- Company added 31,000 new postpaid wireless customers
- Profit at media business falls nearly 30% year over year
Rogers Communications Inc., Canada’s largest wireless operator, reported fourth-quarter earnings that missed analysts’ estimates as increased competition for subscribers led to higher advertising and promotions costs.
Profit excluding certain items was 64 Canadian cents a share (45 cents), the Toronto-based company said Wednesday in a statement. Analysts predicted 69 Canadian cents, the average of estimates compiled by Bloomberg. Rogers also unexpectadly skipped a dividend increase, saying it was going to use the money to pay down debt. The shares slumped as much as 6.3 percent to C$47.68, the biggest intraday decline in more than two years.
The fourth quarter covers the busy holiday season, when Rogers fought with BCE Inc. and Telus Corp. to scoop up a wave of customers looking for new phone plans. Canada’s government in 2013 put an end to cancellation fees for contracts longer than two years, potentially doubling the number of wireless users free to switch providers in 2015.
Rogers added 31,000 new contract customers, compared with a loss of 58,000 last year. On average, analysts had estimated the company would add 24,000 new contract customers.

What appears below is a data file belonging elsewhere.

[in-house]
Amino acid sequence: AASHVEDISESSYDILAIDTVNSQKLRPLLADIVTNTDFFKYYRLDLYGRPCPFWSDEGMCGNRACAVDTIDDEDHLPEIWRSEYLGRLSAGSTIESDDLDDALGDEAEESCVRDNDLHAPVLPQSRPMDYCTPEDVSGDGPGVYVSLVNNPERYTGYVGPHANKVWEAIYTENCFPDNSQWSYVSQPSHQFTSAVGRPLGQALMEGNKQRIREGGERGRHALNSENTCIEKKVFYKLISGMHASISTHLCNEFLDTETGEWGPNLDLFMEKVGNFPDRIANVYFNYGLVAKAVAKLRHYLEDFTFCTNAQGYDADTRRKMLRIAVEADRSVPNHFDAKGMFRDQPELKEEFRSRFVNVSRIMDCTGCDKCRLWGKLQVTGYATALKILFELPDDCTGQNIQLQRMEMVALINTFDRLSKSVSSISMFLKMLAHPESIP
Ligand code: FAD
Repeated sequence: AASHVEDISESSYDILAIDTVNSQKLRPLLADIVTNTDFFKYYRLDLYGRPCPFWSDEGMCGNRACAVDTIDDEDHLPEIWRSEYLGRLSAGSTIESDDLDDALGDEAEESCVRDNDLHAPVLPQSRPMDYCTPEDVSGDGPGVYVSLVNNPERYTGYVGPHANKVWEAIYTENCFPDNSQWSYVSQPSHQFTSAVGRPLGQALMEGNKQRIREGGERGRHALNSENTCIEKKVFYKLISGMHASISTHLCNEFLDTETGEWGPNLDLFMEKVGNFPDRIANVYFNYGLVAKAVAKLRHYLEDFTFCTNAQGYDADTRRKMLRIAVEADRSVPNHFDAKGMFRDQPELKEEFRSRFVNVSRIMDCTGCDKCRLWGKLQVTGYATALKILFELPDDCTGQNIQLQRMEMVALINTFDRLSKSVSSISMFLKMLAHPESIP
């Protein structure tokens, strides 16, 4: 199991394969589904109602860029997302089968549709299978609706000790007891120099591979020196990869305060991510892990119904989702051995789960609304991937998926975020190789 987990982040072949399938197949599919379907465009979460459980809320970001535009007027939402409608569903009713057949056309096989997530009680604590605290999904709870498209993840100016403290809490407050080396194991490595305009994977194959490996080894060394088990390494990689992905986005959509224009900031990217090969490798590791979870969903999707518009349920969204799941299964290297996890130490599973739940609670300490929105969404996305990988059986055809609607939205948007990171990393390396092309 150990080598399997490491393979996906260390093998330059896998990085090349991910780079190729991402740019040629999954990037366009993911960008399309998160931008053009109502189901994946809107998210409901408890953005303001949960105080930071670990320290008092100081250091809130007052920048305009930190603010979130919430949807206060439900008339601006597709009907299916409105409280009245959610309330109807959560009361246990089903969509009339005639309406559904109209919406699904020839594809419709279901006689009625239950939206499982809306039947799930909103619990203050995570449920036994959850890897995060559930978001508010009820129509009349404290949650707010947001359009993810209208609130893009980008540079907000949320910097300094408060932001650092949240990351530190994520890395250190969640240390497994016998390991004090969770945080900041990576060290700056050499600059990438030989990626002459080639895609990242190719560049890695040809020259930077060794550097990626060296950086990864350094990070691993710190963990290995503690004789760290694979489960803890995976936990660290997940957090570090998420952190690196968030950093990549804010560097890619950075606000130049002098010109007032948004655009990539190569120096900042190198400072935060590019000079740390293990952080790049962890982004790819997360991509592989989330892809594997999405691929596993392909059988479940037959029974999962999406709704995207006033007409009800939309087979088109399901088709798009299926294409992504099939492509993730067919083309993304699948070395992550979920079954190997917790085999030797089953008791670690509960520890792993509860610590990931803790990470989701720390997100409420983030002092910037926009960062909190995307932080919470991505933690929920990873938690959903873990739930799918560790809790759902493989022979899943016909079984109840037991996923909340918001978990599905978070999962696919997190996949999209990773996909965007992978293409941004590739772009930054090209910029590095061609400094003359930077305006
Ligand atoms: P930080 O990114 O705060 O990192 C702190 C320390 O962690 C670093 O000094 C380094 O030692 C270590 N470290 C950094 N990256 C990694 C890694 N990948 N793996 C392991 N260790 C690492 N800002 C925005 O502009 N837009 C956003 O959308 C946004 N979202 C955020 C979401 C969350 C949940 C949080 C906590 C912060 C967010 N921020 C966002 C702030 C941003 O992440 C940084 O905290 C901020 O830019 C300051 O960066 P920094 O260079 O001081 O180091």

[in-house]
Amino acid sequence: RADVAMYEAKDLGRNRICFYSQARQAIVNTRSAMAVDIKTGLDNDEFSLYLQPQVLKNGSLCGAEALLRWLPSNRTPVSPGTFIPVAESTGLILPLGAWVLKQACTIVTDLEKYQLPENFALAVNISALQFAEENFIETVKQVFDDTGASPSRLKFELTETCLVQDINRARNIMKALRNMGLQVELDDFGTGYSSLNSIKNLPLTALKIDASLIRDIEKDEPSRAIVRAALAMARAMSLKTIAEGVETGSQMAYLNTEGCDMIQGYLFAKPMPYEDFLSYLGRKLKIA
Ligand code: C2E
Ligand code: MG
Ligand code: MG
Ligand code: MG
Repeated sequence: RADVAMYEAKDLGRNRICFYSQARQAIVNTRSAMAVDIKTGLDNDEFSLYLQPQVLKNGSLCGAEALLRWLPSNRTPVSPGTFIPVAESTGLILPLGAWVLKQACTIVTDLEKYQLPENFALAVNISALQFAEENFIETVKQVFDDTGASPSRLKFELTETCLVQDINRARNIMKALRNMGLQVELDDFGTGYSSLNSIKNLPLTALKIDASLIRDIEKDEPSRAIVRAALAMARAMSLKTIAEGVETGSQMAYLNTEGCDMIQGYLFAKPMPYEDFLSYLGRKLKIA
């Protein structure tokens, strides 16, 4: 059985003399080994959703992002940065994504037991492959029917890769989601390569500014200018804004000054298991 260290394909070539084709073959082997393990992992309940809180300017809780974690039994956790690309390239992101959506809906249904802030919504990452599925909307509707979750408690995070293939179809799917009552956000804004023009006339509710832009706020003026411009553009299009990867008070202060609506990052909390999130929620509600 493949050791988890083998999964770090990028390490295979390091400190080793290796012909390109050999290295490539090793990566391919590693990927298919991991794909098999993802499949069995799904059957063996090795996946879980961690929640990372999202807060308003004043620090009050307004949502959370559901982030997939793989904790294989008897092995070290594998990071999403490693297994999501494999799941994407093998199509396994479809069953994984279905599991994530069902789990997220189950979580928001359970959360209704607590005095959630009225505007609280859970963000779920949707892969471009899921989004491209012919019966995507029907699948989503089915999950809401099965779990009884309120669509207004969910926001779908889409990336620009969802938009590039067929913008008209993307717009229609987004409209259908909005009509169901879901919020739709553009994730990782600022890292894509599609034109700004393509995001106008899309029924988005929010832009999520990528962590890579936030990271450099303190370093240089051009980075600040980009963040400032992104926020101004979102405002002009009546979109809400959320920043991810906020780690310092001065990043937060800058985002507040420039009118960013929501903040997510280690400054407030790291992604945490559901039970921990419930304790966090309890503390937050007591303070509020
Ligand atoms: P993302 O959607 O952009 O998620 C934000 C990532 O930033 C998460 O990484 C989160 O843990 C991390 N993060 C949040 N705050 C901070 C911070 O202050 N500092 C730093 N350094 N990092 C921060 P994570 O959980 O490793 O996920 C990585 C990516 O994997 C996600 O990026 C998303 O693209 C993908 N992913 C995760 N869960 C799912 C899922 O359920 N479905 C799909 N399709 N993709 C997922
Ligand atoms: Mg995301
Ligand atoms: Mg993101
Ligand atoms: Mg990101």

“Wireless competition in Q4 was more intense than it has been in years, with not only steeper discounts on handsets, but also some promotions on pricing plans,” Phillip Huang, a Toronto-based analyst with Barclays Plc, said in a Jan. 20 note to clients.
Sales rose 2.6 percent to C$3.45 billion, compared with projections for C$3.48 billion, Rogers said. The company also projected 2016 revenue would be C$13.6 billion to C$13.8 billion, compared with C$13.4 billion in 2015. Analysts had estimated Rogers would forecast 2016 revenue of C$13.8 billion.
Television revenue fell 7 percent to C$403 million as more customers ditched their cable packages for Internet-delivered alternatives like Netflix. Revenue at Rogers’s media business increased though profit fell almost 30 percent to C$56 million from the same quarter last year as advertising revenue dipped. Rogers announced 200 job cuts in its media business earlier this week.